Sustainable Practices Ensure SurvivalWed, 02/24/2016 - 14:07
“HSBC has been around for 150 years, and we believe that if we want to be around for another 150 years, we need to be sustainable.” The words of Miguel Ángel Laporta, Director of Corporate Sustainability for México and Latin America at HSBC, highlight the importance of sustainable practices in the bank’s corporate culture and daily activities. For HSBC, sustainability means taking care of its operations before looking after its investments. In this sense, the bank has implemented a campaign aimed at reducing 1 tonne of CO2 equivalent per year for each employee. “In Mexico, our employee- created CO2 emissions equate to 3.2 tonnes per year, so by 2020 we have to reduce this number to 2.2 tonnes. Accomplishing this goal is challenging because there are more than 17,000 HSBC employees in Mexico,” explains Laporta, adding that this model is being implemented in each country in which the bank operates.
HSBC is also keen on adopting sustainable models for its assets, like the HSBC tower, which became the first double- LEED certified building in Mexico. It was first certified upon its construction in 2008, and then it was awarded another certificate for operations and maintenance in 2013. The bank’s penchant for sustainable buildings was taken a step further a year ago, when HSBC partnered up with the Green Building Council to certify 25 branches. “All of our branches are built under the same protocols and using similar prototypes, which allowed us to obtain LEED certification for the 25 branches. No other bank in Mexico has carried out a similar program,” Laporta boasts.
In order to reduce its carbon footprint, HSBC implements various initiatives, such as carrying out energy consumption awareness campaigns with its employees or adopting a paperless scheme. According to Laporta, several reports show that these initiatives have helped reduce the bank’s energy use. In spite of this success, HSBC will not sit on its laurels and will strive to become even more energy efficient. “When comparing our energy consumption with other countries like Brazil, we can see that our consumption is similar in terms of kilowatts. However, the CO2 emissions in Mexico are higher because of fossil fuels used in electricity generation,” Laporta explains, adding
that HSBC has been analyzing the possibility of signing a PPA to become an off-taker of renewable energy. “HSBC has an important alliance with KPMG, which is helping us make this deal, and we are evaluating how much of our energy consumption will come from clean sources.”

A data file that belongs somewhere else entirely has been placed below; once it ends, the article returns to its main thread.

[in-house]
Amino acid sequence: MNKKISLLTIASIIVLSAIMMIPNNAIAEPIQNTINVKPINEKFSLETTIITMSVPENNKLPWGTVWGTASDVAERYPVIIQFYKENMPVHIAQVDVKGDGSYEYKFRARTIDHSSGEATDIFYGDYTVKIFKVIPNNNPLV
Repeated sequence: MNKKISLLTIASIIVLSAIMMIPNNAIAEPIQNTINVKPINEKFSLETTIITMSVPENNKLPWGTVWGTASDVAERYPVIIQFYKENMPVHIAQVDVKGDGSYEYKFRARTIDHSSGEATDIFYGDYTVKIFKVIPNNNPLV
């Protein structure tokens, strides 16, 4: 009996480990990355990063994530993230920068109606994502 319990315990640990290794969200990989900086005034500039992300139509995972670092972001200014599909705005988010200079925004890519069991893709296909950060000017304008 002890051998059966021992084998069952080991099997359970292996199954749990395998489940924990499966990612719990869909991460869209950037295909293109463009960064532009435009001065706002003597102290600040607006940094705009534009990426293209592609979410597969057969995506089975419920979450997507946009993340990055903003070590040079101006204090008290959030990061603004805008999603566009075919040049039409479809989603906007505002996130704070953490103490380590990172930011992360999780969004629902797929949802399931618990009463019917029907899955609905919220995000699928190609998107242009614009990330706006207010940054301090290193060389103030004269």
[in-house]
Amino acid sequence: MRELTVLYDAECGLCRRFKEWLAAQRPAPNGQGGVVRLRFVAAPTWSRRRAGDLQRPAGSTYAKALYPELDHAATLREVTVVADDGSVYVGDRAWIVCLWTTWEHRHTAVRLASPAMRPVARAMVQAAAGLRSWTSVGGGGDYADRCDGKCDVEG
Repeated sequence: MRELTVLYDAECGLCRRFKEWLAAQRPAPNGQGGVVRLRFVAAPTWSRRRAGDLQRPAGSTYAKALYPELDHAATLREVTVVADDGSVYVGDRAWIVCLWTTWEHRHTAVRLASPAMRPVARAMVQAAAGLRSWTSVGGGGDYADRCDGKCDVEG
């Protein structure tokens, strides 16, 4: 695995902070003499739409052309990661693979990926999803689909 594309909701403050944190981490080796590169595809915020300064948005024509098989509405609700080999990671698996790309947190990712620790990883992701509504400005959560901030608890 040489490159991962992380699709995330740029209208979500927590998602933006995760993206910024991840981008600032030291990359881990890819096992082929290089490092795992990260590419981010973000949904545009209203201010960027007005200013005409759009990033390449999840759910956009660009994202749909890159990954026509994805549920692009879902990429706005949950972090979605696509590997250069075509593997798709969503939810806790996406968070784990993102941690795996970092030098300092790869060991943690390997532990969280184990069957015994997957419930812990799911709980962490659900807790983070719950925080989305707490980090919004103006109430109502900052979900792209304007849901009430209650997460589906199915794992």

Becoming an off-taker would make sense, considering HSBC’s participation in the energy sector. “It is important for HSBC to motivate its customers to participate in climate business, which consists of economic activity that has a positive impact on the environment,” Laporta explains. In 2014, HSBC collaborated with NAFINSA in the creation of the Impulso Energético fund, which is focused on giving credits to CFE and PEMEX suppliers. There is a significant market surrounding the parastatal companies, as SMEs are seeking credits so that they can grow and improve their service offering. So far the fund has been successful, as evidenced by the fact that HSBC has already distributed 60% of the resources.
Laporta says the bank is pleased to see an increase in demand for financing in the solar energy segment, and HSBC is analyzing potential new projects. According to him, the financial sector’s challenge lies in the risk analysis of these projects, which should vary given the project’s duration and capital requirements. “Normally, banks, including HSBC, do not provide credits to projects lasting longer than seven years, and energy projects last between 15-25 years.” HSBC has created specialized areas to analyze these projects. Once a project is approved in Mexico, a group of experts based in London analyze the project. Sometimes the bank provides consultancy services to our clients so that they can obtain certifications, making it easier for them to obtain a credit. It is worth saying that the bank is aligned with the Equator Principles, so it analyzes every project with investments of over US$10 million. In addition to financial indicators, HSBC looks at elements such as the social and environmental impact of these projects within the areas where they are to be implemented. “In fact, we have rejected significant projects because of their negative environmental and social impact,” Laporta comments.